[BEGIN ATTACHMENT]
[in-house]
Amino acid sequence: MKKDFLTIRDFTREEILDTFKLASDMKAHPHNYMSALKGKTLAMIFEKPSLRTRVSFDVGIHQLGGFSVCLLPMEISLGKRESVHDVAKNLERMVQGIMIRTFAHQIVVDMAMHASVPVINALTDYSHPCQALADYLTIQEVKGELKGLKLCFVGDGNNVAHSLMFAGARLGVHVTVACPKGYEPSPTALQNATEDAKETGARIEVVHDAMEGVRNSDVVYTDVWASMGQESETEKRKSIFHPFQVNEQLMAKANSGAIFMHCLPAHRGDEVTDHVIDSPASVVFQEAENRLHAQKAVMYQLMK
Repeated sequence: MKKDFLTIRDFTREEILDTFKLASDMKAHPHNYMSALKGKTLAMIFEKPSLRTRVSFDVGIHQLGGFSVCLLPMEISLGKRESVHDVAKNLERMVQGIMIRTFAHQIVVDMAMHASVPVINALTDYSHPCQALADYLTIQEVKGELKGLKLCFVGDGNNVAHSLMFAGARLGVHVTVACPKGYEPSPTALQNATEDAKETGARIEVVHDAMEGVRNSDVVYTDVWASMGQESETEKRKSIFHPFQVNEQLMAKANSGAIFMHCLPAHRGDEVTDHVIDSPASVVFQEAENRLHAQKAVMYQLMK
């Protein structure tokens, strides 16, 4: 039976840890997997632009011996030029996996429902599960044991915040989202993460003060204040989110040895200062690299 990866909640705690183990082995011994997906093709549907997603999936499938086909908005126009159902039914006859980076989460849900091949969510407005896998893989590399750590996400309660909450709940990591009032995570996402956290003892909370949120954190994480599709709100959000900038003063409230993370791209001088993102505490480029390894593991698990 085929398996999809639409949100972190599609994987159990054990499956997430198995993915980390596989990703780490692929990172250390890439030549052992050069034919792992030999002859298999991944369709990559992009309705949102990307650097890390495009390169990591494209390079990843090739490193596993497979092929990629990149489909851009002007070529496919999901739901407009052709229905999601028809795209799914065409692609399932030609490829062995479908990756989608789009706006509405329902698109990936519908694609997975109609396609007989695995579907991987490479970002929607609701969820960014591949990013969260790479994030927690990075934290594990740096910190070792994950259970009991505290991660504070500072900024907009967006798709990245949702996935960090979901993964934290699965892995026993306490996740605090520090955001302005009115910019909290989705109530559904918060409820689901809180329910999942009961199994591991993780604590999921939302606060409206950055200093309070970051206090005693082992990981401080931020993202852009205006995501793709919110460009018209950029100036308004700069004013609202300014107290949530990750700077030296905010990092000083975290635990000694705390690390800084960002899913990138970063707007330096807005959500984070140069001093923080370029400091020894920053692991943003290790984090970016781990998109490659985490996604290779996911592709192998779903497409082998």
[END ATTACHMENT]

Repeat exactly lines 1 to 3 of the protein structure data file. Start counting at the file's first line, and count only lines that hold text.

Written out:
[in-house]
Amino acid sequence: MKKDFLTIRDFTREEILDTFKLASDMKAHPHNYMSALKGKTLAMIFEKPSLRTRVSFDVGIHQLGGFSVCLLPMEISLGKRESVHDVAKNLERMVQGIMIRTFAHQIVVDMAMHASVPVINALTDYSHPCQALADYLTIQEVKGELKGLKLCFVGDGNNVAHSLMFAGARLGVHVTVACPKGYEPSPTALQNATEDAKETGARIEVVHDAMEGVRNSDVVYTDVWASMGQESETEKRKSIFHPFQVNEQLMAKANSGAIFMHCLPAHRGDEVTDHVIDSPASVVFQEAENRLHAQKAVMYQLMK
Repeated sequence: MKKDFLTIRDFTREEILDTFKLASDMKAHPHNYMSALKGKTLAMIFEKPSLRTRVSFDVGIHQLGGFSVCLLPMEISLGKRESVHDVAKNLERMVQGIMIRTFAHQIVVDMAMHASVPVINALTDYSHPCQALADYLTIQEVKGELKGLKLCFVGDGNNVAHSLMFAGARLGVHVTVACPKGYEPSPTALQNATEDAKETGARIEVVHDAMEGVRNSDVVYTDVWASMGQESETEKRKSIFHPFQVNEQLMAKANSGAIFMHCLPAHRGDEVTDHVIDSPASVVFQEAENRLHAQKAVMYQLMK